</p>
share|improve this answer
    
The problem here is that this underline should extend past the text and take all the available width. The right edge should be straight and not ripped like in your example. –  svz Nov 6 '12 at 11:41
    
@svz It now spans accross the entire paragraph. This solution involves a background image and an extra span to indent (which hides the bottom border). –  aefxx Nov 6 '12 at 12:04
    
Sorry, but no background images. Only HTML+CSS. I even tried to use a background <table> =) –  svz Nov 6 '12 at 12:06
    
Then, I'm afraid, you will have to split things up into different paragraphs or go with non-stretching borders as in the first place. Why can't you use background images, btw? –  aefxx Nov 6 '12 at 12:08
    
That's what I was afraid of. And the images are a long story. That's just one of the requirements which is supposed to "improve performance". Not up to me to decide. –  svz Nov 6 '12 at 12:12
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Make a div around the content for which you want that formatting and use that div inside a CSS to make necesssary formatting.

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HTML

<div id="content">
<p><span id="strike">some content that you need to display</span>
<span id="underline">Some more content that will come here</span></p>
</div>​

CSS

    #content
    {
        height:auto;
        width:200px;
    }
    #content #strike
    {
        text-decoration:line-through;
        color:Red;
    }

    #content #underline
    {
     text-decoration:underline;   
    }

    span
   {
    border-bottom:4px solid Black;
   }

Live Sample

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Why do you use IDs on the span tags? A class can be used several times, while an ID can only be used once. And using the <del> tag would be more semantic. It defines text that has been deleted from a document. –  joko13 Nov 6 '12 at 11:32
    
@joko13: well that depends. We only have the design to go on, we don’t actually know what the text is meant to represent. –  Paul D. Waite Nov 6 '12 at 13:18
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You don’t actually need each line to be in its own HTML element to have a bottom border. You can apply borders to inline elements, and the border will be applied to each line in the element.

In order to make the strike-through colour be different from the text colour, you need an additional HTML element in there as well. (Although Firefox has implemented -moz-text-decoration-color.)

HTML

<span class="fake-underline">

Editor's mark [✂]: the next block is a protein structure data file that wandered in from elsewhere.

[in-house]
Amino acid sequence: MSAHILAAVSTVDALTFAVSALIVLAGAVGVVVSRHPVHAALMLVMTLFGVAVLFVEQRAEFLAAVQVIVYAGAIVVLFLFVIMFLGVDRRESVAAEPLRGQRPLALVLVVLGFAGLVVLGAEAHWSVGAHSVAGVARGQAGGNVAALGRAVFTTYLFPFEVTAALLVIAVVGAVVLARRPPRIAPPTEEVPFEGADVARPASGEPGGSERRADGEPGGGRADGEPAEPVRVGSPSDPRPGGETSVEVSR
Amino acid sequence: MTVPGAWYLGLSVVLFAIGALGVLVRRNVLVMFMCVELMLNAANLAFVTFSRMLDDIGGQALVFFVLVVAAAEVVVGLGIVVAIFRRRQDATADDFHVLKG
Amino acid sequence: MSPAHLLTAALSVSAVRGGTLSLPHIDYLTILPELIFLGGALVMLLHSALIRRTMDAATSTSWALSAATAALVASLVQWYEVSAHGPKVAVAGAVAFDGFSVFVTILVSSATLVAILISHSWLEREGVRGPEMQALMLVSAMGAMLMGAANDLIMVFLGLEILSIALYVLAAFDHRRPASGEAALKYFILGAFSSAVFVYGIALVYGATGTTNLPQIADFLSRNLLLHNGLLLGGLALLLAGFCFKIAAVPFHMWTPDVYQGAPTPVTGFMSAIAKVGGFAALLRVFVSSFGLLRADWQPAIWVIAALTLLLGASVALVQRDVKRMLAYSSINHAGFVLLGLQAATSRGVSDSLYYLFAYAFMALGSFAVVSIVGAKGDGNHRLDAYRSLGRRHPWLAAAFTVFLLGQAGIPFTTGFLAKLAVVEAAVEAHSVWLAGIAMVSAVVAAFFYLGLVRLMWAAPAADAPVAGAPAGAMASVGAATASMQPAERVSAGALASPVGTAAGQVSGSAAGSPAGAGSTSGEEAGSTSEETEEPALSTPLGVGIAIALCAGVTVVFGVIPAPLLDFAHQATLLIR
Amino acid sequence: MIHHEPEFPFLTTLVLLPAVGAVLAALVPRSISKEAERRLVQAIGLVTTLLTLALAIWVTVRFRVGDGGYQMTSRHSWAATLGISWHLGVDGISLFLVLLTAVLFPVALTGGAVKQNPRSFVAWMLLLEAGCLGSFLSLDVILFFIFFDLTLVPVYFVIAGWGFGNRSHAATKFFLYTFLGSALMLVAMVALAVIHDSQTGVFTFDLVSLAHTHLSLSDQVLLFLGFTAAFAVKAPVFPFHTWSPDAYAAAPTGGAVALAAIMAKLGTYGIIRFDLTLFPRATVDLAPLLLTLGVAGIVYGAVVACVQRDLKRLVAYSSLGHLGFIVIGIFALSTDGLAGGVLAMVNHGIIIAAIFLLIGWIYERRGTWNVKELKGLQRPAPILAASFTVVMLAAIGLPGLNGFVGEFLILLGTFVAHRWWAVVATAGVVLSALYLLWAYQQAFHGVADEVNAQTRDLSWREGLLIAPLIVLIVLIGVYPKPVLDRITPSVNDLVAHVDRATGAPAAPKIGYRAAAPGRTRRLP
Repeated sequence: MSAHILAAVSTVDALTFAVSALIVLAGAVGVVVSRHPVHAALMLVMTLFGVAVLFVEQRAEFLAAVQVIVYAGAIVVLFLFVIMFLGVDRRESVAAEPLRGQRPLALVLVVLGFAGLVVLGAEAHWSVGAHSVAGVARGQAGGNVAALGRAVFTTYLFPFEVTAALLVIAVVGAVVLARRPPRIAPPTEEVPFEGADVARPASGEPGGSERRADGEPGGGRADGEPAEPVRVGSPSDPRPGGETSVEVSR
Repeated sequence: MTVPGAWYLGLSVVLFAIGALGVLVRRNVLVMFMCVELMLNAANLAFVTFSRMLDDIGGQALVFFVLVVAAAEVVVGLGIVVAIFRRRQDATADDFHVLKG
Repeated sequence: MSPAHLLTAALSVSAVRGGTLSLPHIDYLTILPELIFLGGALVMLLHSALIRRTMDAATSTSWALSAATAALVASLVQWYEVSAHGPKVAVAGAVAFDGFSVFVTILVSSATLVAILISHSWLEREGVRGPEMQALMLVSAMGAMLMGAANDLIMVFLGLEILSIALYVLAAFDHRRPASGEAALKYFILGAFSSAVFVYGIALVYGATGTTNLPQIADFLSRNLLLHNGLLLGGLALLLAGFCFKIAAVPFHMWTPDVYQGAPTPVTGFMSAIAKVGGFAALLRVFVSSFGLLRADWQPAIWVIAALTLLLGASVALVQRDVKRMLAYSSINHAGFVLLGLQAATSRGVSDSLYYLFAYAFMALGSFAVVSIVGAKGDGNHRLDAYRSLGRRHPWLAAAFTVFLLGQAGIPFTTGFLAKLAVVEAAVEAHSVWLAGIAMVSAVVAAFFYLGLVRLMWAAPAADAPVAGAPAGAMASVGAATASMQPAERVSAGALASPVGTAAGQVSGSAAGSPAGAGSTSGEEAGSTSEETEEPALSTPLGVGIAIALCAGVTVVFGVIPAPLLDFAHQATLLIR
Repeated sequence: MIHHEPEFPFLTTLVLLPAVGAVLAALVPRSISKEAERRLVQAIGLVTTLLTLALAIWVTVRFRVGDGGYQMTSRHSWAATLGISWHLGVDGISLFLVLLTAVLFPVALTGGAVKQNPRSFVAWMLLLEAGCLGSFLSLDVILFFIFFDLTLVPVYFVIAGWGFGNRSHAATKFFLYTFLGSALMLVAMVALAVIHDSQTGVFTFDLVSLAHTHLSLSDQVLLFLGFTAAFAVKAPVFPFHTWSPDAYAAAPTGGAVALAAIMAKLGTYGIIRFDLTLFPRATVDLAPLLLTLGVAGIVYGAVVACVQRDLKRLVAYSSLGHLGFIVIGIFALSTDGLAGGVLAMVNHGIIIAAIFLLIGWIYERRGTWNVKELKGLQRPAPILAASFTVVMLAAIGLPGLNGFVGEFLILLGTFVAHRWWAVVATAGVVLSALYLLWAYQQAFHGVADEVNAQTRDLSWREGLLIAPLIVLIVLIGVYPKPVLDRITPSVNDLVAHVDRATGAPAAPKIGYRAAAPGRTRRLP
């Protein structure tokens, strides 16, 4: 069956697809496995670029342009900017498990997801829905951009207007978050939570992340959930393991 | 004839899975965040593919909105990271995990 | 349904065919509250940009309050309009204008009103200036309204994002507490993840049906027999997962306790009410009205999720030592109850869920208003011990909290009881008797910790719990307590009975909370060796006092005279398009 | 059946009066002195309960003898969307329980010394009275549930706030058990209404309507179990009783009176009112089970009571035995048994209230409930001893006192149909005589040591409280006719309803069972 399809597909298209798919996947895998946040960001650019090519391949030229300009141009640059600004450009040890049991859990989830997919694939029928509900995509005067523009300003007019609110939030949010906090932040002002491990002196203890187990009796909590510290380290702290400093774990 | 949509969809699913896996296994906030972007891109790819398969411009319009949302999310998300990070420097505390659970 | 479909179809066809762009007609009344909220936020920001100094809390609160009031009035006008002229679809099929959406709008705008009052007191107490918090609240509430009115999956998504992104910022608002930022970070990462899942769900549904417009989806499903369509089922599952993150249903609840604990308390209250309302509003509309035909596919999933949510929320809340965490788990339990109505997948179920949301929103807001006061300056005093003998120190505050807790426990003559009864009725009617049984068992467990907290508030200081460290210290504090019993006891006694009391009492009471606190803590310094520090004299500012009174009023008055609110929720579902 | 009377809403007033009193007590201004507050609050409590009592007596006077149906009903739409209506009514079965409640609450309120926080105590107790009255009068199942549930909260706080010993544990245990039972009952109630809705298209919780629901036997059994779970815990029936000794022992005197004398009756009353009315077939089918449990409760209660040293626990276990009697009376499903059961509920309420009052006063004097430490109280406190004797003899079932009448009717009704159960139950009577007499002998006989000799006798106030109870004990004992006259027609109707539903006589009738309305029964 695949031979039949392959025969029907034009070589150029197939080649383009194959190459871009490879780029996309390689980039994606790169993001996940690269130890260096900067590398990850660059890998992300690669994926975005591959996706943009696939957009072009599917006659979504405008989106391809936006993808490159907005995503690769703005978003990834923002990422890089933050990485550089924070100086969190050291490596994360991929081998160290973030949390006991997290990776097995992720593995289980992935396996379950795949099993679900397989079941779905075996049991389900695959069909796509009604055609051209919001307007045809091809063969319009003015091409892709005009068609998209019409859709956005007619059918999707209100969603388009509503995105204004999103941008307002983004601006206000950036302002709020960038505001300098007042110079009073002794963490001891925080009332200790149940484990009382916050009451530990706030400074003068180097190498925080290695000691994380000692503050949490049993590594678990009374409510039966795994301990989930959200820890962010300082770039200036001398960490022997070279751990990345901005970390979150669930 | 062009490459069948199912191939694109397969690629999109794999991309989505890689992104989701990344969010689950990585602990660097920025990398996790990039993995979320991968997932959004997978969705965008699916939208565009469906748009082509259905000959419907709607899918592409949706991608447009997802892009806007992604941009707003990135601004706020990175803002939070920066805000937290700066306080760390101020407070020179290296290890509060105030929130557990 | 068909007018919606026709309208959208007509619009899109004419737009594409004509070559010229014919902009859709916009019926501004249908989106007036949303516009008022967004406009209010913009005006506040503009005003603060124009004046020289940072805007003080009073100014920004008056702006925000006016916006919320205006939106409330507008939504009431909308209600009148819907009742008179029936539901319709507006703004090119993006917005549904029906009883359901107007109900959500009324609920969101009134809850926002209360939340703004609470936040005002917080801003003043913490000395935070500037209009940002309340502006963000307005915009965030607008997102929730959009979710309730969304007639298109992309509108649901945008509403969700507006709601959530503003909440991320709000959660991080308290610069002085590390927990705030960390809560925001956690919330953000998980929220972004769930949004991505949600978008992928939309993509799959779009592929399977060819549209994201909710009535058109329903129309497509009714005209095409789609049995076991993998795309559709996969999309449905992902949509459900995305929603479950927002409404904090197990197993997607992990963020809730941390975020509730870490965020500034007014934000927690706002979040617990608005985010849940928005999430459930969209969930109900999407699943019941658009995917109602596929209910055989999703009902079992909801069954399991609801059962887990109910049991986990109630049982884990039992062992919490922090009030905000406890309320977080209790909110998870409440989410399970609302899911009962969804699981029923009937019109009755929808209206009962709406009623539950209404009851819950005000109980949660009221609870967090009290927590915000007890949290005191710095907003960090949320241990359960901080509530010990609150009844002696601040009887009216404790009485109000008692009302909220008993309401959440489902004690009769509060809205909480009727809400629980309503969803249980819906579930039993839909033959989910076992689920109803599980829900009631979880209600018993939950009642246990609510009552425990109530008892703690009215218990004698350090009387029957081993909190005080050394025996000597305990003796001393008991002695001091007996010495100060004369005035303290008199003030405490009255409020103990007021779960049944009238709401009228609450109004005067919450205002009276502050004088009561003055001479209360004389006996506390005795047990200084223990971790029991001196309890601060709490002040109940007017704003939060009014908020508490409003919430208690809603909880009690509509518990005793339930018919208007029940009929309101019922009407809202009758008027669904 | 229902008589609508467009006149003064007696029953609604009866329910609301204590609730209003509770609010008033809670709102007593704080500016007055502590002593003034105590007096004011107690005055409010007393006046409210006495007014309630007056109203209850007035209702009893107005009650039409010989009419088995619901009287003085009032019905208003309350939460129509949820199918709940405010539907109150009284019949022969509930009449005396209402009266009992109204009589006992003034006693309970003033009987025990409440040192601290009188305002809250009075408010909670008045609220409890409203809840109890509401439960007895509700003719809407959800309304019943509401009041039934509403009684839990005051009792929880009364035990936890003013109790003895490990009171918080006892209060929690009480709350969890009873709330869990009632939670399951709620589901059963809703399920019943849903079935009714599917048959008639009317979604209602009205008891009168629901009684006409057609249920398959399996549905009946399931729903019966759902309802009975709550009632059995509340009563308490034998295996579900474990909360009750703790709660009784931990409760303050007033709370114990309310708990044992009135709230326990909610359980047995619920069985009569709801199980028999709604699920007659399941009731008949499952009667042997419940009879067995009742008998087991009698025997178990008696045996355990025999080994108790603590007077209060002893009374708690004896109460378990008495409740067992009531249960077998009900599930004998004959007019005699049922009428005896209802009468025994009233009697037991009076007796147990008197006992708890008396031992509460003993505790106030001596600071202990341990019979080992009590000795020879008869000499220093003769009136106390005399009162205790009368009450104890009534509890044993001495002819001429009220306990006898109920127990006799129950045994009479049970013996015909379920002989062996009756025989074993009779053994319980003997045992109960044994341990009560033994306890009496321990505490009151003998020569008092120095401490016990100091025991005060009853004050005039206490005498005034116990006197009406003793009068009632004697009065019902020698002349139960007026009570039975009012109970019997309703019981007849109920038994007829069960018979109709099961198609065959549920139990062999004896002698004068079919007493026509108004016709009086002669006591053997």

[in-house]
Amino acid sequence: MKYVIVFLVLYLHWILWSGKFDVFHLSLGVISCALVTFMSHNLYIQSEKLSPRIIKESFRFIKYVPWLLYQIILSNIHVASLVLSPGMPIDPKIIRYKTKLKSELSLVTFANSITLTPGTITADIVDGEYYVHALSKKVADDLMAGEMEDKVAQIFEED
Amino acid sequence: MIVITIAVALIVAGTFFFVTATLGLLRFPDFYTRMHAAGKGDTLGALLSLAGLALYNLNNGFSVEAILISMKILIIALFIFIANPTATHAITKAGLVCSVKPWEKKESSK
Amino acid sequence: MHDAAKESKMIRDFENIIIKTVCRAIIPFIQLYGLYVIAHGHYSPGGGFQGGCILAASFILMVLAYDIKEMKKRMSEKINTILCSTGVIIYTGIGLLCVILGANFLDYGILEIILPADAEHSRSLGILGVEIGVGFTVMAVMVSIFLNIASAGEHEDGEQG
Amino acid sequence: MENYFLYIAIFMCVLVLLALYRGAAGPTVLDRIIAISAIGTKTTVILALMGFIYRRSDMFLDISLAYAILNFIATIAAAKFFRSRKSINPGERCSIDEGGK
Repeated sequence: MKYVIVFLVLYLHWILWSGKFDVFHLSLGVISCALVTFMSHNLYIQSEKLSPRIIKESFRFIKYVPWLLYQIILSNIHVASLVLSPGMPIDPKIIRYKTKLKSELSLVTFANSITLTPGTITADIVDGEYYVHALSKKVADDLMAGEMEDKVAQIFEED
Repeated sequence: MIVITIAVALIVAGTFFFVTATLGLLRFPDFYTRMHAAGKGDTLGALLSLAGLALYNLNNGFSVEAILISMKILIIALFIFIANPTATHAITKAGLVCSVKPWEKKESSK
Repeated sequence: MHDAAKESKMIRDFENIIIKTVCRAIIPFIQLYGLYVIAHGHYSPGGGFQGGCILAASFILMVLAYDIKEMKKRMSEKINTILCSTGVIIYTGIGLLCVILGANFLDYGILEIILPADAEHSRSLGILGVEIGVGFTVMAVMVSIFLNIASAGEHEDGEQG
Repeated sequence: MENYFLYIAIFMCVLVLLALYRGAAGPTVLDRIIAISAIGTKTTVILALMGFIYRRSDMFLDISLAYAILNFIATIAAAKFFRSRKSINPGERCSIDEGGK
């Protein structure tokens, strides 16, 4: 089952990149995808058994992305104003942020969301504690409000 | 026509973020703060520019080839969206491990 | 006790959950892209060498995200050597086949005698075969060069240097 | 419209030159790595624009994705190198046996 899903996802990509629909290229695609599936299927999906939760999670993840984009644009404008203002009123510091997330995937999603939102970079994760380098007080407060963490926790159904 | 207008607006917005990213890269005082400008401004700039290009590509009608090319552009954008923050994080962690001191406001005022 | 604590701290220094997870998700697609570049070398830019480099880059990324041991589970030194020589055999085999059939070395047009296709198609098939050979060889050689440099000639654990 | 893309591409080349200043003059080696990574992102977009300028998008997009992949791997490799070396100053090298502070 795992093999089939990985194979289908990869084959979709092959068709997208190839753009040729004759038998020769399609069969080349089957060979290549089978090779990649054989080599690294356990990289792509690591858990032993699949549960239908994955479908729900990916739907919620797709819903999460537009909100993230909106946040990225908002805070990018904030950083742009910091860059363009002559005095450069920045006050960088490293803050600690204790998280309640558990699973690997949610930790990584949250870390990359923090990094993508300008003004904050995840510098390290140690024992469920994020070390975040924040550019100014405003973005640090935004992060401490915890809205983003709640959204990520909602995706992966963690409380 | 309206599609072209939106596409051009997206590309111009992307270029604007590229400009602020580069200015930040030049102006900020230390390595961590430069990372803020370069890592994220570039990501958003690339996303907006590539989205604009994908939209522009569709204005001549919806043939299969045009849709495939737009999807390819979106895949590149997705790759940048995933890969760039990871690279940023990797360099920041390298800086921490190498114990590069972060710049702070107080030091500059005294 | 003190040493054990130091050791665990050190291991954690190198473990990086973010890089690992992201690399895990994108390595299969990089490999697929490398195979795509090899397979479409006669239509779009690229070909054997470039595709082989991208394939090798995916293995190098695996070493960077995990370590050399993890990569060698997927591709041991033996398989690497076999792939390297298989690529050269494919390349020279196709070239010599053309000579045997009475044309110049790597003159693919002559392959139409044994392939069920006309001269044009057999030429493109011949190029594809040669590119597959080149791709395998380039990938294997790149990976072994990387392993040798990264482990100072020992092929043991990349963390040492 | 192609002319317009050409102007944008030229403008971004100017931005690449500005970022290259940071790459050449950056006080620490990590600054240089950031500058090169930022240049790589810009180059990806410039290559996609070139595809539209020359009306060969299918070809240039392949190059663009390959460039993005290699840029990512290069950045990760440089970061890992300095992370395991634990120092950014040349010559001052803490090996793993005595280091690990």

<del><span>Final blitz by Obama and Romney as election arrives.</span></del> Candidates attend rallies late into the night as US prepares to go to the polls.
</span>

CSS

.fake-underline {
    line-height: 2;
    border-bottom: solid 5px black;
}
del {
    text-decoration: line-through;
}
del span {
    color: red;
}
share|improve this answer
    
Is del {text-decoration: line-through;} necessary? –  freebird Nov 6 '12 at 11:27
    
The problem here is that if I use a single element like <span> the right edge of the lines will be "ripped" with lines ending where the text ends. And I need all the lines to go past text and end at the same level –  svz Nov 6 '12 at 11:46
    
@svz: ah! Yes I see. That is a tricky one. You could wrap a <p> around the <span> and set that to text-align:justify, but obv your screenshot doesn’t have justified text, it just has the lines flush to the edge of the block-level element. –  Paul D. Waite Nov 6 '12 at 13:17
    
Yes, the text is not justified there. My ideas so far are to use a monospace font and break the text into different html elements or to use a <p>-<span> combination with a table on top of it for the lines. –  svz Nov 6 '12 at 13:31
    
I’m not quite clear how a <table> would help you. If you fix the height of the lines in px then you could use a repeating background image (which, as it would be reasonably small, could be applied inline in the CSS using a data url) on the enclosing block level element to achieve the underlines. At this point though, I’d question whether the visual effect was really worth the coding and subsequent maintenance effort. Could the lines not just end where the text ends? –  Paul D. Waite Nov 6 '12 at 15:18